Wal-Mart, the superstore group that is the world’s largest retailer and famously anti-union in its home country of the U.S., has struck pay deals with the officially-sanctioned All China Federation of Trade Unions’ locals in Shenyang and Quanzhou, the FT reports.
A similar deal has been struck in Shenzhen, the Economic Times reports. Such collective bargaining agreements with management are required by the Labour Contract Law that came into effect in January.
The deals ensure a (below inflation) 8% pay rise for employees this year and next. More than 48,500 Wal-Mart employees at 105 stores across the country have been unionized since workers in Quanzhou formed the first Wal-Mart union in 2006 in the face of years of resistance in the country.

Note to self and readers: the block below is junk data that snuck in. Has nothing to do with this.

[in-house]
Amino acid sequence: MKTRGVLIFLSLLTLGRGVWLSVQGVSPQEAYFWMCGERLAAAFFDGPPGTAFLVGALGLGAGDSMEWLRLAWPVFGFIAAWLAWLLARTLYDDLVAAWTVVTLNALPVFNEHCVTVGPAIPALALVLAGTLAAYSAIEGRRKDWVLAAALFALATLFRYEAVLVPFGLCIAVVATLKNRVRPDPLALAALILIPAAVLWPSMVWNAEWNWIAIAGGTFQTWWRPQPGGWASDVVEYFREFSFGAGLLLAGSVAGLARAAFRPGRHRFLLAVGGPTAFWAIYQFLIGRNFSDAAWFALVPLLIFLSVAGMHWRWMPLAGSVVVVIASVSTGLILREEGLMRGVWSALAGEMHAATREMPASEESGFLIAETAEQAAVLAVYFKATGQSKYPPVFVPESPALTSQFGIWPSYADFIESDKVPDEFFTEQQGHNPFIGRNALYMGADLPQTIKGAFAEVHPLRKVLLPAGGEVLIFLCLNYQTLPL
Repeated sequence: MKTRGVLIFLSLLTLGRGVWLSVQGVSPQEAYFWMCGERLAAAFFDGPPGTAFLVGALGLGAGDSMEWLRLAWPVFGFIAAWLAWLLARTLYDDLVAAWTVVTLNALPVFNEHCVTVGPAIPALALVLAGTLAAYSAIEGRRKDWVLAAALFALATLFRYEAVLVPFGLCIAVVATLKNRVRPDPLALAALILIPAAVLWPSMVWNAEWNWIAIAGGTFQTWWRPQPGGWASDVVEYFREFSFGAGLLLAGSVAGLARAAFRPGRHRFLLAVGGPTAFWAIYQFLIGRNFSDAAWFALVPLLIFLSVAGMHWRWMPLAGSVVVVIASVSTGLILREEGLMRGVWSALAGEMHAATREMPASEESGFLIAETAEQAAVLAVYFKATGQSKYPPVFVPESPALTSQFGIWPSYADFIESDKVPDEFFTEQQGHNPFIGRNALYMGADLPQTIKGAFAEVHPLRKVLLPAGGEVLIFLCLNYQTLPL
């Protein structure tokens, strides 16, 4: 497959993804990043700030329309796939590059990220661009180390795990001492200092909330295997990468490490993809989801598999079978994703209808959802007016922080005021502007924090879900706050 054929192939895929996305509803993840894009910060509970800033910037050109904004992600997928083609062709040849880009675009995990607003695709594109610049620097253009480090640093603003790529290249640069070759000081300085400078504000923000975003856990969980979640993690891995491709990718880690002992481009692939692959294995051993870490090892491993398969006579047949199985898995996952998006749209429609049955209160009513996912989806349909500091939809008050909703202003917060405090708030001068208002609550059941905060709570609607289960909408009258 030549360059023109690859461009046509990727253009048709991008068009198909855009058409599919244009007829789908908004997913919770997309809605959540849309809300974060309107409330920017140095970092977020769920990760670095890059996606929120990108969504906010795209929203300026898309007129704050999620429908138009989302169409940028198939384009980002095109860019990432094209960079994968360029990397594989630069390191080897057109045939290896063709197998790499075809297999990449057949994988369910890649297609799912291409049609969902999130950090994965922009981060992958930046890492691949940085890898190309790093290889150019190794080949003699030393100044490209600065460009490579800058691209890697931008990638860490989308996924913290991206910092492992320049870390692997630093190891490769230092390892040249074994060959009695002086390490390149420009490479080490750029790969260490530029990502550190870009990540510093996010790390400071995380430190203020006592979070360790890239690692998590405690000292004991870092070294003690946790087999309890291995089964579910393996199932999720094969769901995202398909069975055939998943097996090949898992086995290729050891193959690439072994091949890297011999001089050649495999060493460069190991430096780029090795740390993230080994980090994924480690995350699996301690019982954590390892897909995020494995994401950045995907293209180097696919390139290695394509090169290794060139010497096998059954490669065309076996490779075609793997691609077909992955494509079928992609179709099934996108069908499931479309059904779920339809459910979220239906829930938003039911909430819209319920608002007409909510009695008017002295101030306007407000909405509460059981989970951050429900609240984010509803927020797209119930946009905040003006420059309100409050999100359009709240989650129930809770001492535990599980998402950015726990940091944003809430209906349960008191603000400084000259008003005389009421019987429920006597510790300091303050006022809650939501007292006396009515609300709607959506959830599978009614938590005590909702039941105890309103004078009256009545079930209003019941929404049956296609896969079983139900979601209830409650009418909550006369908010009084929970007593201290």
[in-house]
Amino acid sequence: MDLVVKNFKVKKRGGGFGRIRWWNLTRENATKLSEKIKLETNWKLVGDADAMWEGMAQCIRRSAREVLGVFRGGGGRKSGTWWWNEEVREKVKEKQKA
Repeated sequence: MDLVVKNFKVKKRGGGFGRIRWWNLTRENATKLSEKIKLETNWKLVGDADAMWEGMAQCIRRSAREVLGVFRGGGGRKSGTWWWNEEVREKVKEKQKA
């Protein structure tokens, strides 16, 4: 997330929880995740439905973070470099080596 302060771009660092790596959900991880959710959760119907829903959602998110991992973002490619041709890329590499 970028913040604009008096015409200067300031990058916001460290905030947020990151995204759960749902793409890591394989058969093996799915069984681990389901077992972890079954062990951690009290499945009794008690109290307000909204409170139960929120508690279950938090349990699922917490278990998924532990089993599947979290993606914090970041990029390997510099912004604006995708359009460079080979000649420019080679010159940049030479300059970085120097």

While many foreign owned companies now have locally unionized workforces, the ACFTU, the only officially sanctioned union allowed in China, has used Wal-Mart as the vanguard for its campaign to organize at other prominent foreign-owned companies with a history of opposing unions such as Eastman Kodak and Dell.
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